Midsummer Mosaic Madness……

The cup which escaped the hammer!

Smashing up vintage china with a hammer sends shards of pottery embellished with rich paisley pattern, gold leaf and hand painted swallows flying through the air. I am in no mood for safety, technique or planning. I am making a mosaic; nothing slick and polished, but something free spirited and easy and very, very last minute. It is early evening on the night before I open my garden to the public for the very first time. I am tired! I want a bubble bath! But here I am crouched in the mud and cement…panicking.

I lovingly press the pretty china into the wet cement and begin to enjoy the jumbled up patterns. Happiest when I do not have a clue what I am doing I throw myself into the chaos of this spontaneous moment. The thunder rumbles and a rainstorm sees me and my work soaked. But the next morning….it’s all ok. And my makeshift mosaic has created a little patch of garden joy where the flowers in the border seem to have slipped down into the paving, like fallen summer petals. And I am so, so glad that I did it.


37 thoughts on “Midsummer Mosaic Madness……

    • Oh thank you so much! It had been on my ‘to do’ list for ages. It is amazing how having visitors round tends to focus the mind! Perhaps I should invite folk round to my house more often then the inside would stay tidy too…..I do seem to create untidiness wherever I go. And yet that is part and parcel of a creative environment. 🙂

      • You are so right Karen. We have been pouring ourselves full steam into our mountain renovation anticipating the arrival of our Colorado family and their best friends for our Independence day celebration but, alas, even near perfection was unreachable so I determined to distract my guests from all that wasn’t yet with a heaping helping of love and joy. The Bible says love covers a multitude of sins and I say thank God for that!

      • If I had to choose between a perfect house with no love and a ramshackle house full of love and joy~ I know which I would choose x

      • I was not suggesting that your mountain retreat is ‘ramshackle’. I have seen the pictures and it is renovated and gorgeous!

      • Thank you for saying so but, as you know, bloggers can select what pics to show and, though it is livable and lovable it is still a BIG work in progress! 🙂

  1. If you want to make a mosaic, you have to be prepared to break some china. Not quite like breaking eggs to make omelettes! I couldn’t bring myself to break perfectly good china. Did the ones you broke have a chip of a flaw?

    • I keep a box just for broken or chipped china and like you, I could not bear to break anything really special. In England, china from the Victorian era to the 1940’s can be picked up so cheaply now. At the markets and car-boots which I attend the sellers can not seem to give it away. Many younger people do not want it and do not even start to collect a dinner service when they live together. I sound like Miss Haversham…….I had better say no more! 🙂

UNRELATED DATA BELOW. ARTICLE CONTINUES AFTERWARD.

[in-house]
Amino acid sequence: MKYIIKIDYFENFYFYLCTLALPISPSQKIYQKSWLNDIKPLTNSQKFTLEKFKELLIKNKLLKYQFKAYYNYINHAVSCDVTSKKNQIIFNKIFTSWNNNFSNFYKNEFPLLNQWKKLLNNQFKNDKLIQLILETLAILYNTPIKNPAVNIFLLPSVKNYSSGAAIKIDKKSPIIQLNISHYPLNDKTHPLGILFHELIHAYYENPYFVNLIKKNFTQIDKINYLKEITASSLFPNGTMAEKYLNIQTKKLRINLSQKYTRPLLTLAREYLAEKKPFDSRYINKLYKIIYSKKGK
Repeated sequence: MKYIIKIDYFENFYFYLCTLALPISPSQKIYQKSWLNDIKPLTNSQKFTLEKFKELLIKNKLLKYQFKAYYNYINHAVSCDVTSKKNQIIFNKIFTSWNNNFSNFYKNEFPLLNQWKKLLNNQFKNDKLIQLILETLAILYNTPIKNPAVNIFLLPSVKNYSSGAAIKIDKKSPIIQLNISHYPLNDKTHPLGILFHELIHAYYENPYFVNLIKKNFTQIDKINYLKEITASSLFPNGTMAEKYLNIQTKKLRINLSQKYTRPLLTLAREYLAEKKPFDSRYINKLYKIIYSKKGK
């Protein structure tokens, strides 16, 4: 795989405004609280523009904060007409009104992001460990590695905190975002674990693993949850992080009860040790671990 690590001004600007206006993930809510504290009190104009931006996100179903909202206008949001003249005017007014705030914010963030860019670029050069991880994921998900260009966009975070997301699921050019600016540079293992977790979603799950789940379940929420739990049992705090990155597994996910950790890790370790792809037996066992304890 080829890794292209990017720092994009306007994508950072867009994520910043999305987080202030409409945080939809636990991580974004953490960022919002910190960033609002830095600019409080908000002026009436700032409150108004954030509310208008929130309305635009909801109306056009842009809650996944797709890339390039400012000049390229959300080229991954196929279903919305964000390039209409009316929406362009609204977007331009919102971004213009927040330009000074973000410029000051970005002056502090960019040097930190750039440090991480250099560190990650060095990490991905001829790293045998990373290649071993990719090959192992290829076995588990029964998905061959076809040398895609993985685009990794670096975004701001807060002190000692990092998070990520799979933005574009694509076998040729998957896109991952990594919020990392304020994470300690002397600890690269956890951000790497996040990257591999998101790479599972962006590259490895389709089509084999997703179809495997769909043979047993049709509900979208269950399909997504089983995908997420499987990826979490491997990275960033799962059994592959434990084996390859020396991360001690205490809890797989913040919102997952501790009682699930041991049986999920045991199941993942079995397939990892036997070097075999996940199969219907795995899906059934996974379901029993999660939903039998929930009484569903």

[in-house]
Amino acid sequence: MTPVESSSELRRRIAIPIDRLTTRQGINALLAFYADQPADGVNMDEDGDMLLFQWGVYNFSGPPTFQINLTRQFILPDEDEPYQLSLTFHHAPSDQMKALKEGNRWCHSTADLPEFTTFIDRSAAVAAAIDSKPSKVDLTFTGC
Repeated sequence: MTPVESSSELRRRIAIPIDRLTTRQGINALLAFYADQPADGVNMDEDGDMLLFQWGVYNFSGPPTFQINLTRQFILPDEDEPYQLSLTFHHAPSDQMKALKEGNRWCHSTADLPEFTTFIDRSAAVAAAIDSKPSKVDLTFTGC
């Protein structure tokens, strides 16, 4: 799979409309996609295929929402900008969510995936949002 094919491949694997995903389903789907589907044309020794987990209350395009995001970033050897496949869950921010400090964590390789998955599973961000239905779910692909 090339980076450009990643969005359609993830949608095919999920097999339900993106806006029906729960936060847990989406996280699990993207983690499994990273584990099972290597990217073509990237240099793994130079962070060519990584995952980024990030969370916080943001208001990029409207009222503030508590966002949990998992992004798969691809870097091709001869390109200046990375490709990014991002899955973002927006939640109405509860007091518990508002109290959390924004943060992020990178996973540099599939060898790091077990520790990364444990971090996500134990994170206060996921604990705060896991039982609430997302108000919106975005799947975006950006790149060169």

• No: friends of mine who have adult children are all noting the same thing: the young people don’t want the precious china, silver and furniture that they saved for them. I guess we were the same till we got older and developed an appreciation for such things.

      • I must have been born an oldie because I bought my first piece of old china when I was 12 and spent my teens wearing clothes from the 1940’s. Nothing thrilled me more than finding furniture marked with the utility ware stamp. I can feel a post coming on!

  2. You always have such wonderful ideas, Karen. I can really see how much you love your garden and inventing something beautiful. I sometimes find pieces of old porcelain at the beach, mostly in blue/white and want to do jewellery with it. Hope you feel better now and your public garden was a big success, kind regards Mitza

    • Your last jewellery post was stunning Mitza! oh I do hope you make some items with old china. I could send you lots. I am sure that I should have used proper cutters instead of my random hammer attack which made it hard for me to cut the designs and shapes I wanted. The open day was lovely and the pressure to make everything perfect and weed free is off. I am allowing myself a little rest now. I hope that you are well dear Mitza? x

      • I’m happy that your garden day was such a success and can understand that you need a break now. I’m fine, too, thanks a lot. Just put a net over our blueberries because the blackbirds eat everything up. We have warm and sunny weather and I wish you the same, dear Karen. Have fun, regards Mitza

    • Thank you so much 🙂 The whole open day really awakened my own creativity one way or another. I exhibited some of my paintings as part of the open garden day and friends kept saying ~”why are’t you still painting”. I used to be a watercolourist before I ran my business for 14 years.

  3. Good to see you back, Karen! The mosaic is lovely and I imagine breaking up the china might’ve been therapeutic–there’s something about wielding a hammer!

    • I was so stressed about the open day in my garden and yes, the breaking of the china helped! But then, as I sat quietly setting the fragments in the cement, I began to calm down. Making things just does that, doesn’t it?

      • I wouldn’t want to say disaster, but close enough 🙂 I did manage to harvest a few radish and green onions, but that’s pretty much it. I need to learn a bit about gardening, before next year, as it was impossible to know which is weed and which is the plant 😀 x

  4. Oh, bless you Lucy! Everyone needs someone to help at first, that is all. It is a big commitment and I was not sure how far the garden was from where you live. I must email you soon. I am so sorry, I have worked so hard getting the garden ready for the open day.
    I know that you gardening clogs will work their magic next year x

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